Adventures in Machine Learning

Mastering Web Scraping and Text Processing with Flask: A Complete Guide

Web Scraping and Text Processing: A Comprehensive Guide to Flask App Development

The world of web scraping can seem intimidating at first glance. With so many different libraries and tools available to developers, it may be difficult to know where to start.

In this article, we’ll explore the fundamentals of web scraping and text processing, focusing on key topics such as Flask app development, local development environments, and deploying to Heroku.

Setting up your local development environment

Before jumping into coding, it’s important to set up a local development environment. This will help you create, test, and debug your Flask app more efficiently.

Flask is a popular Python web framework that’s easy to set up and get started with. You’ll need to install Python before you can start working with Flask.

Once Python is installed, you’ll need to install Flask. You can do this by typing in the following command in your terminal:

“`

pip install flask

“`

Now that Flask is installed, you can create a new Flask app. Create a new file called `app.py` and enter the following code:

“`

from flask import Flask

app = Flask(__name__)

@app.route(“/”)

def index():

return “Hello, World!”

if __name__ == “__main__”:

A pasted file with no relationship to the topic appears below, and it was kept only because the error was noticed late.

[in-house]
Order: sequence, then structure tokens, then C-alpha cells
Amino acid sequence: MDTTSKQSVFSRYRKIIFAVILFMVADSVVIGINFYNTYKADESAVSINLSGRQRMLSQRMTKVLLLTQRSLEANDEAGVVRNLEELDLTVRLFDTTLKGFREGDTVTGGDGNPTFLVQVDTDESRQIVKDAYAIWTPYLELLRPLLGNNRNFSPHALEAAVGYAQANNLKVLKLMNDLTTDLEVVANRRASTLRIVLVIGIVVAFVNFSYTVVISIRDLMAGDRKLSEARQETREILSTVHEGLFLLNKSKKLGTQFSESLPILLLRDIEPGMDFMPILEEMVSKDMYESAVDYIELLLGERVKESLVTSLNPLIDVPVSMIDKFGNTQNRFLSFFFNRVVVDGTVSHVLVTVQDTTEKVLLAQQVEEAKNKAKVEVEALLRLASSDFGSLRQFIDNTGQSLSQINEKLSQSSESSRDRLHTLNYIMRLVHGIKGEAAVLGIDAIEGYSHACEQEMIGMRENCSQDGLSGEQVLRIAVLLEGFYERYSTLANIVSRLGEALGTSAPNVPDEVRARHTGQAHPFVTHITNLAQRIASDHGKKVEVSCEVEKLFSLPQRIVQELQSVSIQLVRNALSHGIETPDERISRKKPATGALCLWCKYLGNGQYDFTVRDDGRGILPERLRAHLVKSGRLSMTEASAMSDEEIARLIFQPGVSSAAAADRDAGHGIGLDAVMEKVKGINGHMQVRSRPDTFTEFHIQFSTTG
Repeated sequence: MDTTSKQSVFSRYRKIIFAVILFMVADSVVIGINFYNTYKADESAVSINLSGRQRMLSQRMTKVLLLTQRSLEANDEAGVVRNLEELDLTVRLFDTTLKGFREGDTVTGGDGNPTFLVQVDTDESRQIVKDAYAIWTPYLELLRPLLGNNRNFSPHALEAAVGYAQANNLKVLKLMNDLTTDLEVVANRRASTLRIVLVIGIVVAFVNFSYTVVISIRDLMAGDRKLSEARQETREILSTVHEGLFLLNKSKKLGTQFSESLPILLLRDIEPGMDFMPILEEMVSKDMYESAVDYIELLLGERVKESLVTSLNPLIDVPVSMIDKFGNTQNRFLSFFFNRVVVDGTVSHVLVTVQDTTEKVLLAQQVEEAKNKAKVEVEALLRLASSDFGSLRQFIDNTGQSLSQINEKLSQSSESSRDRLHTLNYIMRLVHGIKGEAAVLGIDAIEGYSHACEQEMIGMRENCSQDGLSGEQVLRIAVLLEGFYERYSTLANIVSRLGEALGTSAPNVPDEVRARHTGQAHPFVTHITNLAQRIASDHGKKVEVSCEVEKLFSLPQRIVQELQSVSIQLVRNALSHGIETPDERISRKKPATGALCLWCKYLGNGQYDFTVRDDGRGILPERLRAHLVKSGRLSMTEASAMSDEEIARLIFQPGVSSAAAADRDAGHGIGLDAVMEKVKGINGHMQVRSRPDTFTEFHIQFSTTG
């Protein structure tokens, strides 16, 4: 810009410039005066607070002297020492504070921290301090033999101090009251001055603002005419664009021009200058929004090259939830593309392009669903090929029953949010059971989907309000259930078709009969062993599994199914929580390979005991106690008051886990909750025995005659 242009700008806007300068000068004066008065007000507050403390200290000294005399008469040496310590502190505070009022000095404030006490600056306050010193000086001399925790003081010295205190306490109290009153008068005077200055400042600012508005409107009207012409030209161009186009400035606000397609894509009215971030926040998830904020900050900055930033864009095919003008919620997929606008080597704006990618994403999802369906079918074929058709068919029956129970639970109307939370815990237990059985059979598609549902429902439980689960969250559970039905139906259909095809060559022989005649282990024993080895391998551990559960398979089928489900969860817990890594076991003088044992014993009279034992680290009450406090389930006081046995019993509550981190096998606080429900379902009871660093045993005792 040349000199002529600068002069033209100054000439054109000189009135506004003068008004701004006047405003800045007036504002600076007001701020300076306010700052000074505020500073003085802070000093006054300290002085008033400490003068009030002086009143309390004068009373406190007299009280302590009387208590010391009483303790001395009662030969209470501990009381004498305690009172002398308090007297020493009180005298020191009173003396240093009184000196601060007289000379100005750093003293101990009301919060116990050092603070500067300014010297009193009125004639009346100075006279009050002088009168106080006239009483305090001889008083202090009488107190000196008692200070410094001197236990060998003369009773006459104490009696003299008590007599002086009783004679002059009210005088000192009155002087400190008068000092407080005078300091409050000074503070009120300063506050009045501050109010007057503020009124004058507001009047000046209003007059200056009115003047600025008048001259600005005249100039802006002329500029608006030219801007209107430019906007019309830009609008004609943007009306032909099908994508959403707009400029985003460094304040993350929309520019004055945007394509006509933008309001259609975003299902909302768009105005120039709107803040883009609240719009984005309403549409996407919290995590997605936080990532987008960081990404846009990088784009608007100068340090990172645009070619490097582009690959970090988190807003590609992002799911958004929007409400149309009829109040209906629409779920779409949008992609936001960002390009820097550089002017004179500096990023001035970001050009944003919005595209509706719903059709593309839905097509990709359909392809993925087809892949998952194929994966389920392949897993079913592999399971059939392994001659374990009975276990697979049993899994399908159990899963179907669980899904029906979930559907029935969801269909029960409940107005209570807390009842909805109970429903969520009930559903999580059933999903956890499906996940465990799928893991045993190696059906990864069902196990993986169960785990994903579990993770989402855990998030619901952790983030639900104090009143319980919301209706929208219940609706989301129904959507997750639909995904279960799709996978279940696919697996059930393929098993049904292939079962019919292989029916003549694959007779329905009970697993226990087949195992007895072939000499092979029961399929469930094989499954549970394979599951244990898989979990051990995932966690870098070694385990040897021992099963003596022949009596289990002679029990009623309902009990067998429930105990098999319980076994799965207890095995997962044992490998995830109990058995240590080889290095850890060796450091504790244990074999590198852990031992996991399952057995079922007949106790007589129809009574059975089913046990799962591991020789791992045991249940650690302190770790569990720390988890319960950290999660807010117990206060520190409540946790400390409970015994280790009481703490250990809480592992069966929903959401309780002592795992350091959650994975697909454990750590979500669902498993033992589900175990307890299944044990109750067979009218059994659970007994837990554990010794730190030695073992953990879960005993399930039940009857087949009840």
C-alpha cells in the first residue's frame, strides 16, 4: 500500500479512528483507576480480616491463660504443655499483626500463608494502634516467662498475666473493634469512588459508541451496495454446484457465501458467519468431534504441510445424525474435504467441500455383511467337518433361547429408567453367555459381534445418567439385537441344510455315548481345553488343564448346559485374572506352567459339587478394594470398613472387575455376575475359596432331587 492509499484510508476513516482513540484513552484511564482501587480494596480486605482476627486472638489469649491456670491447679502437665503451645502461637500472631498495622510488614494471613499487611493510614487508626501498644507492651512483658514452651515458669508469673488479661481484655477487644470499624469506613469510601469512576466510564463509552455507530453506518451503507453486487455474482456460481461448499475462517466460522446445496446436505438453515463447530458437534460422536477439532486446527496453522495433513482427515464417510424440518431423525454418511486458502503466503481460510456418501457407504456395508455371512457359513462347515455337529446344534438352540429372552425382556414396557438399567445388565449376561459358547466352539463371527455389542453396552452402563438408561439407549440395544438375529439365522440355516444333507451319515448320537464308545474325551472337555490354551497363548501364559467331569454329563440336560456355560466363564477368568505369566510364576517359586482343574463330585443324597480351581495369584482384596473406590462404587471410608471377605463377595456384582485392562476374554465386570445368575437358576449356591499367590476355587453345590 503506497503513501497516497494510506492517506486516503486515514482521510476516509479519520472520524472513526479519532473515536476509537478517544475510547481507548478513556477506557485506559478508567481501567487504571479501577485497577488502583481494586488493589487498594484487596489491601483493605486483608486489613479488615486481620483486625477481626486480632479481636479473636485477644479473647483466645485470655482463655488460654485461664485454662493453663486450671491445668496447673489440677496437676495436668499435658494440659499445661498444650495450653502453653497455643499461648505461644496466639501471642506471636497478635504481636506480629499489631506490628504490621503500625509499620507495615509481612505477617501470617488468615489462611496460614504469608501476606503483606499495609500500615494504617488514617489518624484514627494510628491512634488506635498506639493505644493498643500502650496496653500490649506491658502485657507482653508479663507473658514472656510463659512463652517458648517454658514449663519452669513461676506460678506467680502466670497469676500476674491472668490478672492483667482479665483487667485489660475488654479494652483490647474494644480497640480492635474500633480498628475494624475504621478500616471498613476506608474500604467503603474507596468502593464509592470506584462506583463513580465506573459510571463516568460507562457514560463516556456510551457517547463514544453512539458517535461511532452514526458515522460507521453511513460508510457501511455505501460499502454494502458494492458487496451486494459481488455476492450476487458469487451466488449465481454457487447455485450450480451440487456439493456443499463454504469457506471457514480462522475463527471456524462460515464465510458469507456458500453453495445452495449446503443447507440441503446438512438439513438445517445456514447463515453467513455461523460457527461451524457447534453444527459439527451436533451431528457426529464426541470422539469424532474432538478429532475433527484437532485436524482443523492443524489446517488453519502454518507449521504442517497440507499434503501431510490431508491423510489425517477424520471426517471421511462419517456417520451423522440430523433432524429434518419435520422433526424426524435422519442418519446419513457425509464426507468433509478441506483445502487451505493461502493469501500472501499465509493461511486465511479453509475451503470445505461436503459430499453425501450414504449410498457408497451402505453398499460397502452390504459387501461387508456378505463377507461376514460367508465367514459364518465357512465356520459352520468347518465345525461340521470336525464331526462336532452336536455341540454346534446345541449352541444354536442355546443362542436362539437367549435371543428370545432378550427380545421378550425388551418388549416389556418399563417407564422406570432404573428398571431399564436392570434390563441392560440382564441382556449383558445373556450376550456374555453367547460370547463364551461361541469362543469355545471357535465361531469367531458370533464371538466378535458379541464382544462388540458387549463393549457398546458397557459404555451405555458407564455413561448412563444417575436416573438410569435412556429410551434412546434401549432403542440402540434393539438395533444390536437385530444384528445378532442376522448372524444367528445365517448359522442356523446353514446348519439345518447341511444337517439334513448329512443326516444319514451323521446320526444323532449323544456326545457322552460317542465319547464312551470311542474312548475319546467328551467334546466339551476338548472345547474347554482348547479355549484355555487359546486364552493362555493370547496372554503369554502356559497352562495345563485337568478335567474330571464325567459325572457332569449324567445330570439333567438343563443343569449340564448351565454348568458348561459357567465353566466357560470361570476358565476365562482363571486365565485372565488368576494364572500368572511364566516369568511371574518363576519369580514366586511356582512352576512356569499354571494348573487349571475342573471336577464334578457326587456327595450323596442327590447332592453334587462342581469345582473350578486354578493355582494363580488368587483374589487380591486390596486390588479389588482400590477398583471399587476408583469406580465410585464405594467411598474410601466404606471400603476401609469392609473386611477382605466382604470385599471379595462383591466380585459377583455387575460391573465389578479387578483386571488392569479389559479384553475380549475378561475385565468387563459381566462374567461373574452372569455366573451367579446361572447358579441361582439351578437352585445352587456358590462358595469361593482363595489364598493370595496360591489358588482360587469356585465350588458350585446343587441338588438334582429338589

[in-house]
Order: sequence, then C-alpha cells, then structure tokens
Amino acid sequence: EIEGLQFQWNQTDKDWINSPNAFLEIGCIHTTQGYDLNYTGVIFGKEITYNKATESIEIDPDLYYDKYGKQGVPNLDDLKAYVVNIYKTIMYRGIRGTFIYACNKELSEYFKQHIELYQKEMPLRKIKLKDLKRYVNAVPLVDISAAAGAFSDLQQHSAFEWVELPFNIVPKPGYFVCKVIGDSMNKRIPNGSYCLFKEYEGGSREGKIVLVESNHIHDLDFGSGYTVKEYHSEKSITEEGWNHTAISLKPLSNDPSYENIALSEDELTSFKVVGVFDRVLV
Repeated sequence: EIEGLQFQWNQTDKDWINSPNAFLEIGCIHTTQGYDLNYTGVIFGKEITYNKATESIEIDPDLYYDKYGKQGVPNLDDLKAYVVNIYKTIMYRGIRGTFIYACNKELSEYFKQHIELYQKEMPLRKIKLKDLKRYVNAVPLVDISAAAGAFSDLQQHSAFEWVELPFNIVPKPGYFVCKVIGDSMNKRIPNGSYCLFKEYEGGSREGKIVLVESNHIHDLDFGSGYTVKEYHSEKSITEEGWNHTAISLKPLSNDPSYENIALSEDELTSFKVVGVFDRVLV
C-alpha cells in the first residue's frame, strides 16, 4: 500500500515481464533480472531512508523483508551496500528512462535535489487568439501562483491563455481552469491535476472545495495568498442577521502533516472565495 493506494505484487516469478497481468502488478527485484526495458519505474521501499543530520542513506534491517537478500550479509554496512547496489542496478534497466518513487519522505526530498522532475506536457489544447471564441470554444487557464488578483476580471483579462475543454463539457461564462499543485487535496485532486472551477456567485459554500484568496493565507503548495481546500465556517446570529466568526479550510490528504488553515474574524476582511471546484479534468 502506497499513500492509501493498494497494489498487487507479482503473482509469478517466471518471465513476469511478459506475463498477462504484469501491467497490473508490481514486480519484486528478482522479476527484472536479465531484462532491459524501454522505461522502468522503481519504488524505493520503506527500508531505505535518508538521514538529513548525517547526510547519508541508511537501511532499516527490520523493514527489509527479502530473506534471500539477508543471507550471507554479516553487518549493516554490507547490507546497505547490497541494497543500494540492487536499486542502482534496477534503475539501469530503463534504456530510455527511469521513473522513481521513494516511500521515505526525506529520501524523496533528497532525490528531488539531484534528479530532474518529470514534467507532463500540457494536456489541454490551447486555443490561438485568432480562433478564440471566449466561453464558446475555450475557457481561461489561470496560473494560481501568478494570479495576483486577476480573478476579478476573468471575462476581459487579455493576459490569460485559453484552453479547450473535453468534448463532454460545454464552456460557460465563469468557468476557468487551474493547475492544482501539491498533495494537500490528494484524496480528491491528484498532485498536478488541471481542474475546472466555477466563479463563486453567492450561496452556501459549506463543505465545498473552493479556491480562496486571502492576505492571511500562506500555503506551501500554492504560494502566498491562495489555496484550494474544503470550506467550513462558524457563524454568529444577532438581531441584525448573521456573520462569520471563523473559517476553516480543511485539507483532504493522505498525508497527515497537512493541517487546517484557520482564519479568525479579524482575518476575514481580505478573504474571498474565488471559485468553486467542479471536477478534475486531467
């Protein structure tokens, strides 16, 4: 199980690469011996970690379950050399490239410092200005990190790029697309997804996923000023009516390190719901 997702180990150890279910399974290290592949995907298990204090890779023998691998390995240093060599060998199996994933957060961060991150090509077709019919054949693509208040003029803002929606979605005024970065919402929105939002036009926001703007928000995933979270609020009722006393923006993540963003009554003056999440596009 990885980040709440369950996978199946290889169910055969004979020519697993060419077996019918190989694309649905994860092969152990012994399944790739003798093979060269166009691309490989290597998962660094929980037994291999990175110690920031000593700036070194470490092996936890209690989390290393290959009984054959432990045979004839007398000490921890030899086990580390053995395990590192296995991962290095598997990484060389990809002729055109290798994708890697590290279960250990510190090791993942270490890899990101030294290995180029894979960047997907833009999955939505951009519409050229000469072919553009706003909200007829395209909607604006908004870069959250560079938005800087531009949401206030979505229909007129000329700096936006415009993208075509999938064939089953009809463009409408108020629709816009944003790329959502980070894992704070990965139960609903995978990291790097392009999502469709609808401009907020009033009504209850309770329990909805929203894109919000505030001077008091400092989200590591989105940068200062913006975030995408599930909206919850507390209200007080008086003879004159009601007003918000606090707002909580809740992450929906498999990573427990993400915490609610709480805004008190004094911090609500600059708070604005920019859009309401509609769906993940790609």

app.run()

“`

This code creates a new Flask app and defines a route for the index page. When you run the app, the index route will return the text “Hello, World!”.

Deploying your app to Heroku

Once your Flask app is up and running locally, you may want to deploy it to a production environment such as Heroku. Heroku is a cloud platform that allows you to deploy, manage, and scale web applications.

Before deploying to Heroku, you’ll need to create a new Git repository for your app. This can be done by navigating to your project folder and typing in the following command:

“`

git init

“`

You’ll then need to create a new file called `Procfile` and enter the following code:

“`

web: gunicorn app:app

“`

This file tells Heroku how to run your app. The `web` process type is used for web applications, and `gunicorn` is a Python WSGI HTTP server that’s commonly used with Flask.

The `app:app` syntax tells gunicorn which file and application to use. Once your Git repository is set up and your Procfile is created, you can deploy your app to Heroku.

First, you’ll need to create a new Heroku app by typing in the following command:

“`

heroku create

“`

This will create a new Heroku app with a random name. You can then upload your code to Heroku by typing in the following command:

“`

git push heroku master

“`

Your app should now be accessible at the URL assigned to it by Heroku.

Using the requests library to grab HTML

One of the first steps in web scraping is to retrieve the HTML page you’re interested in. This can be done using the requests library.

The requests library is a popular Python library used for making HTTP requests. To use the requests library, you’ll need to install it by typing in the following command:

“`

pip install requests

“`